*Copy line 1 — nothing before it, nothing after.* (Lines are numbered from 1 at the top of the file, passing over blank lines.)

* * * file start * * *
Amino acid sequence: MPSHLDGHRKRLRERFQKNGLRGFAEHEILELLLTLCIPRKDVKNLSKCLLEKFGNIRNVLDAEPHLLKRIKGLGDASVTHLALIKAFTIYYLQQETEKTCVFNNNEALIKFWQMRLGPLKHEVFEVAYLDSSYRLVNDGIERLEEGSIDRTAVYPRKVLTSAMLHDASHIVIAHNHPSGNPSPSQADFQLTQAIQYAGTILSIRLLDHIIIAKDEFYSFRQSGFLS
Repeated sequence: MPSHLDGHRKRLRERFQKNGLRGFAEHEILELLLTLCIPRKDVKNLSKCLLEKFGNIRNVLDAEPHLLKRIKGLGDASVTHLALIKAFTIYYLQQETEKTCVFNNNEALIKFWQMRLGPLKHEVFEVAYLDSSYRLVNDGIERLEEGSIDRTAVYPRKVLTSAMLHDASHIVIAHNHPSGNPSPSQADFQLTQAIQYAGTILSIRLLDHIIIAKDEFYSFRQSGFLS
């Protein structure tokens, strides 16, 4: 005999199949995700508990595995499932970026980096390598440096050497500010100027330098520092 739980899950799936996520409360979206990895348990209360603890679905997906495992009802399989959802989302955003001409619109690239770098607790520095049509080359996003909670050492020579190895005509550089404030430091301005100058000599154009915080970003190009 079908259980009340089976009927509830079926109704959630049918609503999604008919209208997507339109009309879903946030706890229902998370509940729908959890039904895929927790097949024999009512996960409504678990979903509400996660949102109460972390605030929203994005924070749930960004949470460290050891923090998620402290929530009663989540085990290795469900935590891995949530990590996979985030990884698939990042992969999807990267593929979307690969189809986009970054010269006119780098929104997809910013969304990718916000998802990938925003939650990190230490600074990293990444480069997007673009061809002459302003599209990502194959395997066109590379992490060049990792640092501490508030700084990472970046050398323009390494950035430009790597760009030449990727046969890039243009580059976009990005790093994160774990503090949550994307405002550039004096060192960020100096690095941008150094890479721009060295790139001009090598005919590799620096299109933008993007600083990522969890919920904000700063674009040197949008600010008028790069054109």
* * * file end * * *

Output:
Amino acid sequence: MPSHLDGHRKRLRERFQKNGLRGFAEHEILELLLTLCIPRKDVKNLSKCLLEKFGNIRNVLDAEPHLLKRIKGLGDASVTHLALIKAFTIYYLQQETEKTCVFNNNEALIKFWQMRLGPLKHEVFEVAYLDSSYRLVNDGIERLEEGSIDRTAVYPRKVLTSAMLHDASHIVIAHNHPSGNPSPSQADFQLTQAIQYAGTILSIRLLDHIIIAKDEFYSFRQSGFLS